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The Cold War

Uploaded by DISABLED USER on Jul 05, 2004

In the post World War II era, a war arose between the Soviet Union and the United States, but in reality there was never really any documented fighting between the two nations, thus spawning the catch phrase "Cold War." Even though both countries were ready to go to war at the blink of an eye and almost did, the powers-that-be never got the nerve to authorize a nuclear war that would have made World War II look like child's play. This was a war fought in the political ring, and was also a war that did not start at the end of World War II, this war started during the war against Hitler and lasted for forty more years before peace became predominant over the crumbling Soviet Union. Many events occurred in this political heavyweight bout, and both sides can be blamed for the extremity the tensions escalated to, and this Cold War would have been tough to avoid taking into account the political beliefs of the countries at hand.

During the war, once the Allied powers from the west joined forces with Stalin's Red Army, trouble was inevitable. Luckily for the world, America had a great leader and foreign diplomat in Franklin D. Roosevelt while England countered with Winston Churchill. This duo created a steady working relationship with Stalin, thus creating the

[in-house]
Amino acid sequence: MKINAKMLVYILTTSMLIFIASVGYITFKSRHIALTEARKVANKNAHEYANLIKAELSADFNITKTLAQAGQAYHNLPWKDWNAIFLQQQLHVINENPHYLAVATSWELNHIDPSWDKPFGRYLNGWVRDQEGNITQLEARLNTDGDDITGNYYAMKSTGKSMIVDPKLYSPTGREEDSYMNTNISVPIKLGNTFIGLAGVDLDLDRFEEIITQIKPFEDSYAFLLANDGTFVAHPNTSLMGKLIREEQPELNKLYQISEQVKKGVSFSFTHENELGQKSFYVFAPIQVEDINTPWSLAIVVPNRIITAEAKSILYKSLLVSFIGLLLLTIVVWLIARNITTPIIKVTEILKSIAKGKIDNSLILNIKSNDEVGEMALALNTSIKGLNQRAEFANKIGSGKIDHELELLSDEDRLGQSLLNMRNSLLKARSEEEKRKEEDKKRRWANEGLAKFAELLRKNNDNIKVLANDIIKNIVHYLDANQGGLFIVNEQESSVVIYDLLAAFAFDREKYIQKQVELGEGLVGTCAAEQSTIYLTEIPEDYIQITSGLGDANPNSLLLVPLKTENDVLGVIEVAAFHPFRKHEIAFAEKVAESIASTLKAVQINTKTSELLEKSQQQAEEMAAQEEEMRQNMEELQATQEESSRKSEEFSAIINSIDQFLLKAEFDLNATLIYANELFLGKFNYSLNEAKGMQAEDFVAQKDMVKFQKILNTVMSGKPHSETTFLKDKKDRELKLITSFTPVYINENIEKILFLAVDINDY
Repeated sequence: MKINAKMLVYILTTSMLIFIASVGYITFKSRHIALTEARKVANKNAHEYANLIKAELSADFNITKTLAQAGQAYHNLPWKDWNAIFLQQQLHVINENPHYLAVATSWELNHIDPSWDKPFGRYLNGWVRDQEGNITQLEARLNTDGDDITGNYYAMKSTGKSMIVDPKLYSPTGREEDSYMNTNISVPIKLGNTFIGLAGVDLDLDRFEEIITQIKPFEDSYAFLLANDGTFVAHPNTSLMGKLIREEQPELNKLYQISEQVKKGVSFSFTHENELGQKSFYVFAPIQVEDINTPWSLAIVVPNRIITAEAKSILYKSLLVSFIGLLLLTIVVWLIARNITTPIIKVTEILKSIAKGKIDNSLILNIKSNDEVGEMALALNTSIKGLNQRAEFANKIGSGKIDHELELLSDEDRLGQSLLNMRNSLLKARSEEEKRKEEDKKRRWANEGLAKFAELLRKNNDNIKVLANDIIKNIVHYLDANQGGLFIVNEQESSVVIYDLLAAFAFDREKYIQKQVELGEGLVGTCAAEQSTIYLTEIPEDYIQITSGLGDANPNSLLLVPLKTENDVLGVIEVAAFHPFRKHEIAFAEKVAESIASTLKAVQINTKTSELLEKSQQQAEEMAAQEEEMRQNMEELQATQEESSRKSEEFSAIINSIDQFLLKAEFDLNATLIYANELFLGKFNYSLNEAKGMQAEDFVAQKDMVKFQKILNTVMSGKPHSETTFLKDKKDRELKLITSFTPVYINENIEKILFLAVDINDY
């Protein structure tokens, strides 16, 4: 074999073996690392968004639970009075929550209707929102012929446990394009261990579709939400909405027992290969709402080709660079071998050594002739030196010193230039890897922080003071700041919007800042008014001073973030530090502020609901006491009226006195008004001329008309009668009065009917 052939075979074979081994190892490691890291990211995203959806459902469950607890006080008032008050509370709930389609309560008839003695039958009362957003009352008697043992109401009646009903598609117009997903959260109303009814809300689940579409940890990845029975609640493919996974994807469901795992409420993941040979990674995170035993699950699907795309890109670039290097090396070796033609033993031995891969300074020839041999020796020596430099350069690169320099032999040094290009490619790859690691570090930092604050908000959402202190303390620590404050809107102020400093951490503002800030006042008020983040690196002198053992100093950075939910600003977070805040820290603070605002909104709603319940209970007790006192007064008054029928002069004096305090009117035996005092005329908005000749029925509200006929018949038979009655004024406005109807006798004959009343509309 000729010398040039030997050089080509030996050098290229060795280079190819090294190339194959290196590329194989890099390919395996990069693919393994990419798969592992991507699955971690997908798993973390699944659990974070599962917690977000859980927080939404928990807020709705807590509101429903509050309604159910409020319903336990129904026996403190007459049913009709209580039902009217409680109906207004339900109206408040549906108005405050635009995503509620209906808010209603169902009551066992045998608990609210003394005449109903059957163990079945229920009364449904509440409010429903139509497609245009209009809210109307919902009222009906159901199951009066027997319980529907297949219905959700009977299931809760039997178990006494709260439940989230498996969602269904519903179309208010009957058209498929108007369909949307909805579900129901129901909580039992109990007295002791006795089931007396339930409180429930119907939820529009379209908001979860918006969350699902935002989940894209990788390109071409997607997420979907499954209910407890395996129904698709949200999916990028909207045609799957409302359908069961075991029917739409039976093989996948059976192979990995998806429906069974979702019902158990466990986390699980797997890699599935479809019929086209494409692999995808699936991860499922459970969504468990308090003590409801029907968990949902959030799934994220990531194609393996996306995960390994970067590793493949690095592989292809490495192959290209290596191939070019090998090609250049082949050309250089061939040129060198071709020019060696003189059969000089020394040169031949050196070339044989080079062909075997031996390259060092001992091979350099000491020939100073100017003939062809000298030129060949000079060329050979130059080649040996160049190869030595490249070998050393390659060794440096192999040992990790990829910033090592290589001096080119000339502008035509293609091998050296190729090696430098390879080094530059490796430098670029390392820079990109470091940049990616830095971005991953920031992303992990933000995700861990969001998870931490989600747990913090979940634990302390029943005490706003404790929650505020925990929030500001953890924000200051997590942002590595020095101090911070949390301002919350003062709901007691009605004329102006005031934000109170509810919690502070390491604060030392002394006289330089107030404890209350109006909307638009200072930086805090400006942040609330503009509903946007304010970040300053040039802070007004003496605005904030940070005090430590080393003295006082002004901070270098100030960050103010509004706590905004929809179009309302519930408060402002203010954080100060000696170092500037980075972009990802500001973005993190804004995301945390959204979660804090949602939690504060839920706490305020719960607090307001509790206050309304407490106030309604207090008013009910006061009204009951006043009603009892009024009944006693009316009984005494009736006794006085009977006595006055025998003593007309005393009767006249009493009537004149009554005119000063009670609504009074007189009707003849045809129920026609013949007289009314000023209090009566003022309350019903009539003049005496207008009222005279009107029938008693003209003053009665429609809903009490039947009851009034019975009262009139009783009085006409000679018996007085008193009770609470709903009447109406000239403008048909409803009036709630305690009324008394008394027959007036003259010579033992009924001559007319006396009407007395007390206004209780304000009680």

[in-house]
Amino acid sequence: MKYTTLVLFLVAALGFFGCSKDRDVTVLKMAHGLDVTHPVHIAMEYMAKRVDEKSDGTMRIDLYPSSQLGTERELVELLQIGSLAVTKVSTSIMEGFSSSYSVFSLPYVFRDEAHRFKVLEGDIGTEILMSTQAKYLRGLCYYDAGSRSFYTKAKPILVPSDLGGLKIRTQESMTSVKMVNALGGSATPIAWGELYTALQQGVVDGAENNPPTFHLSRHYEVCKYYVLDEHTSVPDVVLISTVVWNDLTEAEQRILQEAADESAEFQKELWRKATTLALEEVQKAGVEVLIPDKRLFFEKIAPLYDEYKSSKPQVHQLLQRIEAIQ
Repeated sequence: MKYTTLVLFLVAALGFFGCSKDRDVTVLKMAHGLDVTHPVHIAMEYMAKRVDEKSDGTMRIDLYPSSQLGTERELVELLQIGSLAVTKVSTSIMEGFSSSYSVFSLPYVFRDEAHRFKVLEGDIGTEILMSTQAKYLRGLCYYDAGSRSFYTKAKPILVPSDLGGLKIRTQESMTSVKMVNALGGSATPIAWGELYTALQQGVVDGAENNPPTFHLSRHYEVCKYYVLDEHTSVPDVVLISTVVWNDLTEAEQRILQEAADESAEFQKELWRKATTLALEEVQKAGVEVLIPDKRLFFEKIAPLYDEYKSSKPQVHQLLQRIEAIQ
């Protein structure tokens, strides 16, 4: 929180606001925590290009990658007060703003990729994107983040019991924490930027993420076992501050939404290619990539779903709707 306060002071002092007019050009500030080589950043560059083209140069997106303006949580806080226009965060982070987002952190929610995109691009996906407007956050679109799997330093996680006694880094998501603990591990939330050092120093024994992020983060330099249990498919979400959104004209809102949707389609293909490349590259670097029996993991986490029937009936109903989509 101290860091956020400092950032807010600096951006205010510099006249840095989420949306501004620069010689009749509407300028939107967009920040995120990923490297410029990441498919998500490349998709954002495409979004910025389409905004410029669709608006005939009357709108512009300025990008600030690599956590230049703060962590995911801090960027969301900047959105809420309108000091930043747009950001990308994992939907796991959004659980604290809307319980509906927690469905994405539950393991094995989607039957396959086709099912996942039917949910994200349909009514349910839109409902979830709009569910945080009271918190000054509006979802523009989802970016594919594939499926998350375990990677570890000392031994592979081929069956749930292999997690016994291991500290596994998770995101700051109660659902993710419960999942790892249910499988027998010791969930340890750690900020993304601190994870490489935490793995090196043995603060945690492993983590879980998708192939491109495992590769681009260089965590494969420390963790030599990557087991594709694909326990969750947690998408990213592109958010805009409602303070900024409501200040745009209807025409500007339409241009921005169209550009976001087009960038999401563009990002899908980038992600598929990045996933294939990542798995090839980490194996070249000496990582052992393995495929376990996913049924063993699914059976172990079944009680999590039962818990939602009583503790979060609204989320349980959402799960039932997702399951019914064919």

Big Three and the Grand Alliance. Even though it was far from a perfect relationship, all three diplomats realized the task at hand, the mandate of stopping Adolph Hitler and the Nazi regime of Germany. Sadly, this priority overwhelmed the Big Three, and no solution was ever conjured up on how to handle the Post-War situation in Europe and
Asia following an Allied victory. Understandably, stopping Hitler was far from guaranteed, but any plan that was taken by the Allies in Europe never even considered the implications of how to handle the war-torn countries of Eastern Europe afterwards, an area that the Soviets had suffered many casualties and other losses to free from facist control. The few problems with Churchill and Roosevelt is that they both tended to do things their own way, sometimes leaving Stalin out to dry, and also relied heavily on their own diplomatic skills, leaving other politicians out of the foreign policy matters for each country. While many United States Government officials were not fans of Stalin,...

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Uploaded by:   DISABLED USER

Date:   07/05/2004

Category:   American

Length:   10 pages (2,286 words)

Views:   13731

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